Long‐term weight control study IV (weeks 156 to 190): The second double‐blind phase

Michael Weintraub, Pavur R. Sundaresan, Barbara Schuster, Mordechai Averbuch, E. Carol Stein, Christopher Cox, Louise Byrne

Research output: Contribution to journalArticle

54 Citations (Scopus)

Abstract

To assess continued efficacy of anorexiants after 3 years of use, 52 participants (43% of those starting) entered a second double‐blind trial to compare 60 mg sustained‐release fenfluramine plus 15 mg phentermine resin versus placebo added to behavior modification, caloric restriction, and exercise. Although participants in both the active medication and placebo groups gained weight, participants receiving fenfluramine plus phentermine (n = 27) gained significantly (p < 0.01) less (4.4 ± 0.5 kg or 5.3% ± 0.5% of initial weight) than participants receiving placebo (n = 24) (6.9 ± 0.8 kg or 8.5% ± 1.1% of initial weight). At week 190, both groups were still below their initial weight (fenfluramine plus phentermine group, 5.0 ± 1.4 kg; placebo group, 2.1 ± 1.2 kg; p < 0.01). Overall, 12 participants (23.5% of those still in the study) were ≥10% below initial weight. One participant dropped out during this phase because of personal reasons and loss of medication efficacy. During the 30 weeks, participants receiving fenfluramine plus phentermine had 26 moderate or severe complaints versus eight participants receiving placebo. Fenfluramine plus phentermine provided better appetite control and only slightly more bother. Analysis of participant response in this phase by treatment assignment in the first double‐blind phase (weeks 6 to 34) indicated that initial receipt of medication did not have negative learning effects. Eleven participants receiving active medication between weeks 6 and 34 and receiving placebo between weeks 160 to 190 gained 5.1 ± 1.0 kg. In contrast, 13 participants originally taking placebo gained 8.3 ± 9 kg in this second double‐blind phase. Participants titrated to higher doses of medication in the period from weeks 104 to 156 had a greater increase in their weights during the second double‐blind study. Clinical Pharmacology and Therapeutics (1992) 51, 608–614; doi:

Original languageEnglish (US)
Pages (from-to)608-614
Number of pages7
JournalClinical Pharmacology & Therapeutics
Volume51
Issue number5
DOIs
StatePublished - May 1992

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Phentermine
Fenfluramine
Placebos
Weights and Measures
Caloric Restriction
Behavior Therapy
Clinical Pharmacology
Appetite
Learning
Therapeutics

ASJC Scopus subject areas

  • Pharmacology
  • Pharmacology (medical)

Cite this

Weintraub, M., Sundaresan, P. R., Schuster, B., Averbuch, M., Stein, E. C., Cox, C., & Byrne, L. (1992). Long‐term weight control study IV (weeks 156 to 190): The second double‐blind phase. Clinical Pharmacology & Therapeutics, 51(5), 608-614. https://doi.org/10.1038/clpt.1992.72

Long‐term weight control study IV (weeks 156 to 190) : The second double‐blind phase. / Weintraub, Michael; Sundaresan, Pavur R.; Schuster, Barbara; Averbuch, Mordechai; Stein, E. Carol; Cox, Christopher; Byrne, Louise.

In: Clinical Pharmacology & Therapeutics, Vol. 51, No. 5, 05.1992, p. 608-614.

Research output: Contribution to journalArticle

Weintraub, M, Sundaresan, PR, Schuster, B, Averbuch, M, Stein, EC, Cox, C & Byrne, L 1992, 'Long‐term weight control study IV (weeks 156 to 190): The second double‐blind phase', Clinical Pharmacology & Therapeutics, vol. 51, no. 5, pp. 608-614. https://doi.org/10.1038/clpt.1992.72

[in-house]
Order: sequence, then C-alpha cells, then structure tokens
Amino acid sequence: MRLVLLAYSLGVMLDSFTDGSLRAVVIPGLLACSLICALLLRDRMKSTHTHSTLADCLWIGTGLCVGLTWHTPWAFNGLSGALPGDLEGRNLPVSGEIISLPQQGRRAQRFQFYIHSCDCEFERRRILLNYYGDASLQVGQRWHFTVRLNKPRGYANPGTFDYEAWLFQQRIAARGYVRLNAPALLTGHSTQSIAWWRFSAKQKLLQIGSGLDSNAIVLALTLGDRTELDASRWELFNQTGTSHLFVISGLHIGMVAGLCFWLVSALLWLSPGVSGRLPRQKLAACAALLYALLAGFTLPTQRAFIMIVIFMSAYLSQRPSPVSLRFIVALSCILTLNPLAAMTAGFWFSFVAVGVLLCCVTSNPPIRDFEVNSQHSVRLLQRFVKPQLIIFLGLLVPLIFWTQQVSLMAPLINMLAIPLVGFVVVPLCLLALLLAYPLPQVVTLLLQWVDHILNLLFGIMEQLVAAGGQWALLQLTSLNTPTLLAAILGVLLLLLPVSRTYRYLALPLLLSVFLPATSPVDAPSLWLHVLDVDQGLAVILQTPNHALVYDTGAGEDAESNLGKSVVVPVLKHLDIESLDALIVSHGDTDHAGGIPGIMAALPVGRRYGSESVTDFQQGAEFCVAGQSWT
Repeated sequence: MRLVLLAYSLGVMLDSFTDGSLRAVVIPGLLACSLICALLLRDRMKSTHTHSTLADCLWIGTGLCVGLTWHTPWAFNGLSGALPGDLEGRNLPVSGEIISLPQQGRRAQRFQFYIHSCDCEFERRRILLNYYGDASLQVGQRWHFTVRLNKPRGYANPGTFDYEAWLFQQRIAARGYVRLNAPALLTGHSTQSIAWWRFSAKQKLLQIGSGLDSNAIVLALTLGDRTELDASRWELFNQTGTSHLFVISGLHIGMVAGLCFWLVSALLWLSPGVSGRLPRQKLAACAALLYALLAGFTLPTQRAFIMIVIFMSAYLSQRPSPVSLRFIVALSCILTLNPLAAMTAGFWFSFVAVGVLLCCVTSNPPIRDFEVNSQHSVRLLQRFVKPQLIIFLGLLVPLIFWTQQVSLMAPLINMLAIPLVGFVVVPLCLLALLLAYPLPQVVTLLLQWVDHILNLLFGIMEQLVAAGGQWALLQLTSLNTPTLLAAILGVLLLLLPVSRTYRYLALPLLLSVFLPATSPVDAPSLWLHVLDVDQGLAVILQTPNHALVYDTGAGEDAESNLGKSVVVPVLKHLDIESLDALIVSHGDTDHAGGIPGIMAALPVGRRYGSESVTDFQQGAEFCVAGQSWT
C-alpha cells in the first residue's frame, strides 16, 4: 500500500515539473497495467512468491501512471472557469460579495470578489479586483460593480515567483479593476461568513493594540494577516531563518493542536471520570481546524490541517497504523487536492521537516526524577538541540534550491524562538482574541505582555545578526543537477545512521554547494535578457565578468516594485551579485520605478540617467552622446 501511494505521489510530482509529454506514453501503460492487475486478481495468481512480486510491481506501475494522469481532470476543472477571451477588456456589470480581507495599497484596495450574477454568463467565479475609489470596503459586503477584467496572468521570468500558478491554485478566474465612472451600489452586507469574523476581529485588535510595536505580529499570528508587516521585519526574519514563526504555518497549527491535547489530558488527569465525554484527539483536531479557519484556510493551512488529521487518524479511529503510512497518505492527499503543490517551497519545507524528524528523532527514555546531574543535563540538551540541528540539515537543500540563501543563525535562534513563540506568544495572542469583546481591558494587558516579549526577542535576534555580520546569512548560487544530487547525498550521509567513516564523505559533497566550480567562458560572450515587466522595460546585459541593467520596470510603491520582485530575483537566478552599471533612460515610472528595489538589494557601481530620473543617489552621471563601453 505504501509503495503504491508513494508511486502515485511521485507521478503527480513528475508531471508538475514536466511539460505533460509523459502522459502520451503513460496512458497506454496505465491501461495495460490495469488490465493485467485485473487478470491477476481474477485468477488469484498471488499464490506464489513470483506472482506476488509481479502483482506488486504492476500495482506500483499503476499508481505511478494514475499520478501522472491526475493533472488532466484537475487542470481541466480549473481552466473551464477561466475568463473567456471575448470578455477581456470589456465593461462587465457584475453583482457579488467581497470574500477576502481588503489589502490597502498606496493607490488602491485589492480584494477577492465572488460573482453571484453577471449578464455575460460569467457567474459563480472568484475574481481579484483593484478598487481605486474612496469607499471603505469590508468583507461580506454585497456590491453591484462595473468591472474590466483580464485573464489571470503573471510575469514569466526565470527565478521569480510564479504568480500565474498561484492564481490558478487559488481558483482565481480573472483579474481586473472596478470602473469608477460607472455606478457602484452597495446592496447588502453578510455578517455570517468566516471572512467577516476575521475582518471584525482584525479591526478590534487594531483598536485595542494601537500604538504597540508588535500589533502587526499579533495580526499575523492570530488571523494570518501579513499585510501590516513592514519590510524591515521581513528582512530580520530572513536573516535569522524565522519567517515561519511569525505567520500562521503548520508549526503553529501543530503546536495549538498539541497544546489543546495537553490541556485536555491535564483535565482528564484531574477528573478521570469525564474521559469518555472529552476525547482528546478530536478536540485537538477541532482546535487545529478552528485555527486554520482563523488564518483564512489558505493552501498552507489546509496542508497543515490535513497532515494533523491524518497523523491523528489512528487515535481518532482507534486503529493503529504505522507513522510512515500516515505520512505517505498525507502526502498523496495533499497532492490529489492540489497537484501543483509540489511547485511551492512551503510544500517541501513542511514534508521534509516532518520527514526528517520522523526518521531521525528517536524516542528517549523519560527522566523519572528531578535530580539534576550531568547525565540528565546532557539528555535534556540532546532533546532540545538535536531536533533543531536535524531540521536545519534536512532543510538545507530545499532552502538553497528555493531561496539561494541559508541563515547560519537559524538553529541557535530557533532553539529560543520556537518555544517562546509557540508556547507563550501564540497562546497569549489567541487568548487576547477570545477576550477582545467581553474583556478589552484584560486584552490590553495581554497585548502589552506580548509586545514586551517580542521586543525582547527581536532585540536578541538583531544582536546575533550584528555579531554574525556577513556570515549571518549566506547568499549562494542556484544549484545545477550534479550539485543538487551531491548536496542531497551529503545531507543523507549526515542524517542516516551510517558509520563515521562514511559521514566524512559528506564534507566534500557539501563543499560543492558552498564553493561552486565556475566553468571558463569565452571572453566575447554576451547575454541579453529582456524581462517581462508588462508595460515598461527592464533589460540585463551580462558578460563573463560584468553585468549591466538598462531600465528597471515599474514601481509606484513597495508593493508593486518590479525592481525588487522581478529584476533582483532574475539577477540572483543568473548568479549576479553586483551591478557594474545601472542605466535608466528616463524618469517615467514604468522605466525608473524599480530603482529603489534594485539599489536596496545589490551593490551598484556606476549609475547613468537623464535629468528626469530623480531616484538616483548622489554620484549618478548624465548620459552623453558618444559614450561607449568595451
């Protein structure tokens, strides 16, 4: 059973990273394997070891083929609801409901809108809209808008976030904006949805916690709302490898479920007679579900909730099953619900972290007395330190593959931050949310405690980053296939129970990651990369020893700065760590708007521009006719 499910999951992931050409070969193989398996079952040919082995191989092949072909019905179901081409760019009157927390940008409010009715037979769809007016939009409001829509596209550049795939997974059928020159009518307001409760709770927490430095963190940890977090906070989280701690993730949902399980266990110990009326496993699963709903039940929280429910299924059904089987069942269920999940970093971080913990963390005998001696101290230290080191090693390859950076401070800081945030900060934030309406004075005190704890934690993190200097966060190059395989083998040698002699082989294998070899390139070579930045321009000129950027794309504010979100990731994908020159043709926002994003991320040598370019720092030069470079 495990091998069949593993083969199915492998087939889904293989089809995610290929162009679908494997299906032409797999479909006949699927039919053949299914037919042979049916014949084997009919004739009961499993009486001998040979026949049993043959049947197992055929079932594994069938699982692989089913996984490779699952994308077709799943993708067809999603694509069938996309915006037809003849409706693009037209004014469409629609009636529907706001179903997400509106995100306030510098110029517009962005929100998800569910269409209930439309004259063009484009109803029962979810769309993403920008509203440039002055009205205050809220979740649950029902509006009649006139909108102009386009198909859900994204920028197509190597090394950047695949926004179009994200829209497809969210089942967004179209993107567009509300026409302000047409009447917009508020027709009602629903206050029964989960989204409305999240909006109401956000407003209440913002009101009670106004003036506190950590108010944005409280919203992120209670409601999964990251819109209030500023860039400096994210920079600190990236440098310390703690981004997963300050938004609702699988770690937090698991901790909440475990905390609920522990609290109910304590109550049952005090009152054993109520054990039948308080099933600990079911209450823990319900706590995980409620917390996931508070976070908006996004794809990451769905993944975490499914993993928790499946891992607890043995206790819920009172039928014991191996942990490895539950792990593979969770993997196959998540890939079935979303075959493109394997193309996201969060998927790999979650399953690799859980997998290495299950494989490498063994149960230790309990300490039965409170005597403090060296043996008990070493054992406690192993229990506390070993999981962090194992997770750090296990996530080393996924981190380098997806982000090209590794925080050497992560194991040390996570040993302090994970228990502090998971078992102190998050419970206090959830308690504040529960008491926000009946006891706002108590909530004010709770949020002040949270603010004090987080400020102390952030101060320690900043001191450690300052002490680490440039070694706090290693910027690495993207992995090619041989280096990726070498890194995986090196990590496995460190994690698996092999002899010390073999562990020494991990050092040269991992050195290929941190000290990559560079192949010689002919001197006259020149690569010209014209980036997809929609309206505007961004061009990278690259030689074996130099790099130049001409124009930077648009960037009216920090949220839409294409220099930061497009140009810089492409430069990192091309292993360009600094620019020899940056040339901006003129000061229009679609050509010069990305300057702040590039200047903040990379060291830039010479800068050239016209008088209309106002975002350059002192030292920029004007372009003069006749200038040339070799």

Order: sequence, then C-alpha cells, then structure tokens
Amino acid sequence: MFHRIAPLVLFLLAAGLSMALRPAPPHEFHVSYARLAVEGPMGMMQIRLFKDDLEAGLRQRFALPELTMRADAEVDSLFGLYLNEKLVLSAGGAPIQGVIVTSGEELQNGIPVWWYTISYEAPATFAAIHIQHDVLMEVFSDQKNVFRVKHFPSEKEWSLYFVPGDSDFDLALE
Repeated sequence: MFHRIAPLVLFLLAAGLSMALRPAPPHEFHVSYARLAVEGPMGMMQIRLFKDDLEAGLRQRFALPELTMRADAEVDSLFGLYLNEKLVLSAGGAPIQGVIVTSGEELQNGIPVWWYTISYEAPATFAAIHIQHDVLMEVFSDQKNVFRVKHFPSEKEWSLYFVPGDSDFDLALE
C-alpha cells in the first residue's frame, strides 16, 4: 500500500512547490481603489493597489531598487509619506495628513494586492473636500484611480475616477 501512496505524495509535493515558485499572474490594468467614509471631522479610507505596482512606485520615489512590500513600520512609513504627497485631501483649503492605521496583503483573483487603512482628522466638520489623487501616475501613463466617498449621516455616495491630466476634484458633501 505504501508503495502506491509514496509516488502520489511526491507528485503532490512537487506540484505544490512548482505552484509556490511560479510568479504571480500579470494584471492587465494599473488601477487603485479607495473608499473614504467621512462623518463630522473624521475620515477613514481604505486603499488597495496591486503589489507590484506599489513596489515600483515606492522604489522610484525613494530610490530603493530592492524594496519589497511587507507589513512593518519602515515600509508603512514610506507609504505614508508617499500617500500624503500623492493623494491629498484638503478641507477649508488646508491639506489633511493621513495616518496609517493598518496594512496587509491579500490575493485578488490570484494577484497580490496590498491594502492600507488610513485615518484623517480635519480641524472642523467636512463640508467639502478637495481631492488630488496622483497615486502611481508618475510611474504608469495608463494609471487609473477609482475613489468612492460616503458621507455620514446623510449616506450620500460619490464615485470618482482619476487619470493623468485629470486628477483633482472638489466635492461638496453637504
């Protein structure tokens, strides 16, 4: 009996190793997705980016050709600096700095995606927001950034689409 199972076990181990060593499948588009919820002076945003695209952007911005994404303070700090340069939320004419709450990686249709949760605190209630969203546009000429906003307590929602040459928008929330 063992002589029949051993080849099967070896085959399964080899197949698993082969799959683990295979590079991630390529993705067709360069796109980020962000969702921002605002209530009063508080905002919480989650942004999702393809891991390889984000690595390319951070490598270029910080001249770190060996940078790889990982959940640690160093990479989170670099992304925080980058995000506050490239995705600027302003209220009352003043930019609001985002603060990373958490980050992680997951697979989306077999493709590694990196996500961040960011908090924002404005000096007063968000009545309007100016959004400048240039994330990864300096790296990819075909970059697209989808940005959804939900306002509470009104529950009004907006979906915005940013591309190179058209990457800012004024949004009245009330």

Weintraub, Michael ; Sundaresan, Pavur R. ; Schuster, Barbara ; Averbuch, Mordechai ; Stein, E. Carol ; Cox, Christopher ; Byrne, Louise. / Long‐term weight control study IV (weeks 156 to 190) : The second double‐blind phase. In: Clinical Pharmacology & Therapeutics. 1992 ; Vol. 51, No. 5. pp. 608-614.
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abstract = "To assess continued efficacy of anorexiants after 3 years of use, 52 participants (43{\%} of those starting) entered a second double‐blind trial to compare 60 mg sustained‐release fenfluramine plus 15 mg phentermine resin versus placebo added to behavior modification, caloric restriction, and exercise. Although participants in both the active medication and placebo groups gained weight, participants receiving fenfluramine plus phentermine (n = 27) gained significantly (p < 0.01) less (4.4 ± 0.5 kg or 5.3{\%} ± 0.5{\%} of initial weight) than participants receiving placebo (n = 24) (6.9 ± 0.8 kg or 8.5{\%} ± 1.1{\%} of initial weight). At week 190, both groups were still below their initial weight (fenfluramine plus phentermine group, 5.0 ± 1.4 kg; placebo group, 2.1 ± 1.2 kg; p < 0.01). Overall, 12 participants (23.5{\%} of those still in the study) were ≥10{\%} below initial weight. One participant dropped out during this phase because of personal reasons and loss of medication efficacy. During the 30 weeks, participants receiving fenfluramine plus phentermine had 26 moderate or severe complaints versus eight participants receiving placebo. Fenfluramine plus phentermine provided better appetite control and only slightly more bother. Analysis of participant response in this phase by treatment assignment in the first double‐blind phase (weeks 6 to 34) indicated that initial receipt of medication did not have negative learning effects. Eleven participants receiving active medication between weeks 6 and 34 and receiving placebo between weeks 160 to 190 gained 5.1 ± 1.0 kg. In contrast, 13 participants originally taking placebo gained 8.3 ± 9 kg in this second double‐blind phase. Participants titrated to higher doses of medication in the period from weeks 104 to 156 had a greater increase in their weights during the second double‐blind study. Clinical Pharmacology and Therapeutics (1992) 51, 608–614; doi:",
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